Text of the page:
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Signa Militaria

Please add updates or make corrections to the NumisWiki text version as appropriate.
     Signa militaria.   Military ensigns. -- The
Romans entrusted these to the custody of the
Quaestors, who preserved them with the aerarium
or public treasury, in the temple of Saturn. --
See Saturnus.
     The ensigns of the legions are common on
Roman coins, especially the imperial, not with
the bundle of hay (manipulus foeni), but with
small bucklers on the top, in which were painted
images of the Gods and of the Caesars, and
even of illusCtrious men. On a colonial medal
(of Caesaraugusta) the simpler and more ancient
form of the signum manipulare is exhibited,
namely the fasciculi of corn-ears, straw, or hay. As
symbols of the soldiery they were held by the
Romans in the highest veneration ; auspices
were taken upon, and divine worship paid to,
     The signa militaria, captured by the Parthians
from M. Crassus and M. Antony, but restored
by that nation to Augustus, in consequence of a
renewed treaty between the Parthians and the
Romans, are found alluded to on several moneyer denarii, such as those of Aquilla, Caninia,
Durmia, Petronia
, which have perpetuated the
remembrance of this event by a diversity of
types and symbols ; that is to say, by the kneeling
figure of a Parthian holding an ensign ; or
by a triumphal arch with a quadriga on the top
of it ; or by the naked image of Mars standing
with an eagle in his right hand, and the
standard of the legion in his left ; or by a similar
figure holding a trophy and standing in the
temple of Mars. The same fact is also typified
by an eagle in a thensa, or sacred chariot,
drawn by four horses ; or by votive shields
placed between the eagle and the ensign of
the legion ; likewise by oaken garlands and
civic crowns ; or by a capricorn, the
astrological sign of Augustus's birth, with the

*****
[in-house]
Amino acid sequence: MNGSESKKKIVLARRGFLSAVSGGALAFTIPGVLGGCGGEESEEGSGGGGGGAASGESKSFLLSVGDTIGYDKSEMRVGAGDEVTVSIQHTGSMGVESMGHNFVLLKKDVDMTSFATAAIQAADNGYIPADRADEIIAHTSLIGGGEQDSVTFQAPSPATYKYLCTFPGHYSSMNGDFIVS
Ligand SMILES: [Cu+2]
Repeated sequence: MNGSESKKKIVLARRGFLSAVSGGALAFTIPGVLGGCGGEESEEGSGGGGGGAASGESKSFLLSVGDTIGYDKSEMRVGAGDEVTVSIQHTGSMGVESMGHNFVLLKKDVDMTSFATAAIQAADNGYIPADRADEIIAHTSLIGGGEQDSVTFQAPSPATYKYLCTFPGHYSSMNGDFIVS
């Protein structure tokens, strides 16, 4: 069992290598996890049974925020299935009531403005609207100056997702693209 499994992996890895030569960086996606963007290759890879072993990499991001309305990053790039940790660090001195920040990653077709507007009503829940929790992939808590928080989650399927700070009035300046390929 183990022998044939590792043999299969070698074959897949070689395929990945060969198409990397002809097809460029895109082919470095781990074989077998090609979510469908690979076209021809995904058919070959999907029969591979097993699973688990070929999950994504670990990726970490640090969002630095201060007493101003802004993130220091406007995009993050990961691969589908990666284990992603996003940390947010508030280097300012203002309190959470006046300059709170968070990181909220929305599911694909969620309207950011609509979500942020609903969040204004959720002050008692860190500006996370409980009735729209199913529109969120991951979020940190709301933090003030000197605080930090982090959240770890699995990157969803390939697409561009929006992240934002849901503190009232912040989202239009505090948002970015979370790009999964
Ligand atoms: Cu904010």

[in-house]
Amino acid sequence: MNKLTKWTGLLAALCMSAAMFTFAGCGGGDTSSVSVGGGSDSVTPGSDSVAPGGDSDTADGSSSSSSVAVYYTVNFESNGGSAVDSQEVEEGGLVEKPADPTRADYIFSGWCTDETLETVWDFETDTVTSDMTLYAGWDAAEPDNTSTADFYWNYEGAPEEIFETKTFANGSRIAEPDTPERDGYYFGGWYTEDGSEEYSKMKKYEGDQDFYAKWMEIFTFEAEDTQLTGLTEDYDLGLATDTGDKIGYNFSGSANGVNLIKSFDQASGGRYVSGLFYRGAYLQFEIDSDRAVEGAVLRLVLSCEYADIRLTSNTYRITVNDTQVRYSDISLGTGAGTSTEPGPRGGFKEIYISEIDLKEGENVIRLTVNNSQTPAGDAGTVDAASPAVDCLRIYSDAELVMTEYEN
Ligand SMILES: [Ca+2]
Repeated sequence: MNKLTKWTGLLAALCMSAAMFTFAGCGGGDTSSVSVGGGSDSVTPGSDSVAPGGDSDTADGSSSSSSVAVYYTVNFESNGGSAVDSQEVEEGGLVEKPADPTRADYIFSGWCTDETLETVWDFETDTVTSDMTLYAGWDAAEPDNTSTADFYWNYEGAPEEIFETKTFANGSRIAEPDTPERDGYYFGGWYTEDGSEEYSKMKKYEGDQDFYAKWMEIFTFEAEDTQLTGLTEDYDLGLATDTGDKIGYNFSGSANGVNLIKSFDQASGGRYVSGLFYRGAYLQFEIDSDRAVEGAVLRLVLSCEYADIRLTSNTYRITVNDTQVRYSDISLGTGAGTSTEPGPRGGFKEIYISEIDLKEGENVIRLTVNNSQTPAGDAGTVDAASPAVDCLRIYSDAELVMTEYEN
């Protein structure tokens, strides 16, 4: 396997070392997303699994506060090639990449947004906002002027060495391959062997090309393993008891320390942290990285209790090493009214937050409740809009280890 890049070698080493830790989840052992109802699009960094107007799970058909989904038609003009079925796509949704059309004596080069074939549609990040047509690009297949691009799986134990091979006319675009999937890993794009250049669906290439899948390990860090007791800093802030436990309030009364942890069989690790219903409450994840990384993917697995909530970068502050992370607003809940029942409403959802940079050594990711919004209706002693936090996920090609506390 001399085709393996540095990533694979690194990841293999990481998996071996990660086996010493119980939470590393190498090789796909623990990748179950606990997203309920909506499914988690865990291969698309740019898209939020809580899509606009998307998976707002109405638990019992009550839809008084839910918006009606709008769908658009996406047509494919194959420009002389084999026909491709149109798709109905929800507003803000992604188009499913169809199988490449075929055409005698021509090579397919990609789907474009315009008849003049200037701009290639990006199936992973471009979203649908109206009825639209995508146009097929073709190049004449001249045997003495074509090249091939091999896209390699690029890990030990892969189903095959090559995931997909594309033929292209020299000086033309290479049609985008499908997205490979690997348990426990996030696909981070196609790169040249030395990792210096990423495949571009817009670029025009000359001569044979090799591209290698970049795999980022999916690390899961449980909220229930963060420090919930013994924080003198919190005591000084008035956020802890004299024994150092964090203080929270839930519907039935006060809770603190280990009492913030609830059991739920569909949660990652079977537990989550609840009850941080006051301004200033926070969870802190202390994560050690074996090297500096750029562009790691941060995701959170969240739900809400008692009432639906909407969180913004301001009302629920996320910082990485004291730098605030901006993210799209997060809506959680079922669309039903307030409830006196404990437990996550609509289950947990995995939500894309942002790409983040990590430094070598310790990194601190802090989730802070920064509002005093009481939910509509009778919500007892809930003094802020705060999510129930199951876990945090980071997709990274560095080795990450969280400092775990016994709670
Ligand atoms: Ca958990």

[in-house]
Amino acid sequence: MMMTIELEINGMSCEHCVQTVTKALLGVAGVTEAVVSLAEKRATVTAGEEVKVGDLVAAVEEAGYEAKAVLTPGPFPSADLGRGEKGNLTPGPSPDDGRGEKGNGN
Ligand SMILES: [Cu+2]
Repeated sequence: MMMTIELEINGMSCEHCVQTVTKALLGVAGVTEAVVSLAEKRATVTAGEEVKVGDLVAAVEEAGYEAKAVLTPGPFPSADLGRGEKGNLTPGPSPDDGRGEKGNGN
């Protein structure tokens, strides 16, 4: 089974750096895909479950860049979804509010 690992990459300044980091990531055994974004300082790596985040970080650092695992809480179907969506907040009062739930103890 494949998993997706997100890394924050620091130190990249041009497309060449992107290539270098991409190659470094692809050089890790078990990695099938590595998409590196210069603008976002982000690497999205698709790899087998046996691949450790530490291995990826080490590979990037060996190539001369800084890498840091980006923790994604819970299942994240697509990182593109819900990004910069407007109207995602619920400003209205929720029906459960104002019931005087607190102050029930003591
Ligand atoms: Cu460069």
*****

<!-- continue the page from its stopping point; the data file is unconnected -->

addition of various inscriptions. -- Augustus
always treated his recovery of these last standards
as holding the place of a great triumph to himself.
-- The signa militaria, taken by the Germans
in the slaughter of the legions under
Varus, and recovered by Germanicus, are also
commemorated on coins of Tiberius. -- Domitian's
pretended re-capture of Roman standards from
the Sarmatians occasioned coins to be struck,
like Augustus's, replacing the name, Sarmati for
     Signa militaria form a frequent type on
colonial coins, and they were engraved thereupon
in memory of the colony having in its origin
been formed of legionary veterans. "For (as
Rubenius says in his notes on the Arschot collection) Augustus, who had partly associated the
legions of Lepidus and Mark Antony with his
own, after the division of the provinces with
the people, disbanded a great many soldiers,
and sent them into such of the colonies as
needed a supply of men." This fact is proved
from a multitude of coins, the most rare of
which exhibit the names of the legions. Thus,
as Vaillant teaches us, the signa veteranorum
are found on medals of Antioch in Pisidia,
under Caracalla, Elagabalus, Gordianus Pius,
Philip, and Decius ; on those of Apamea, under
Caracalla ; on those of Cremna and of Sidon,
under Elagabalus and his family ; of Dacia,
under Philip ; of Deultum, in honour of
Tranquillina ; of Heliopolis, under Macrinus ;
of Viminacium, under Gordian.
      On the reverse of a fine brass medal of
Tiberius, struck at Caesaraugusta (Sarragoza)
in the thirty-seventh year of that emperor's tribunitian power, appears a standard (or labarum)
between two military ensigns, with the initial
letters of the colony, and with the names of the
duumvirs and of the legions who had been sent
to settle there. Nor are any types more common
on Imperial coins of Roman die than the
legionary eagle, the vexillum, and other ensigns
of the army, in the hands either of the emperor
himself or of his cohorts, or in the grasp of
some personification, or placed before an Emperor,
Empresss, or Caesar, throughout the series
from Tiberius down to Constantine, accompanied
by legends declaratory of the concord,
the fidelity, the glory of soldiers, who were
continually quarrelling amongst themselves,
murdering their sovereigns, oppressing their
fellow-subjects, and betraying the empire they
were entrusted to defend.
     The eagle-standard, as distinguished from the
ordinary ensigns of the Roman legions, is well
portrayed on a silver coin of Nero, and still
better on a second brass of Galba, where these
peculiar objects of the soldiers' idolatry are
planted on prows of ships. -- See Legionum

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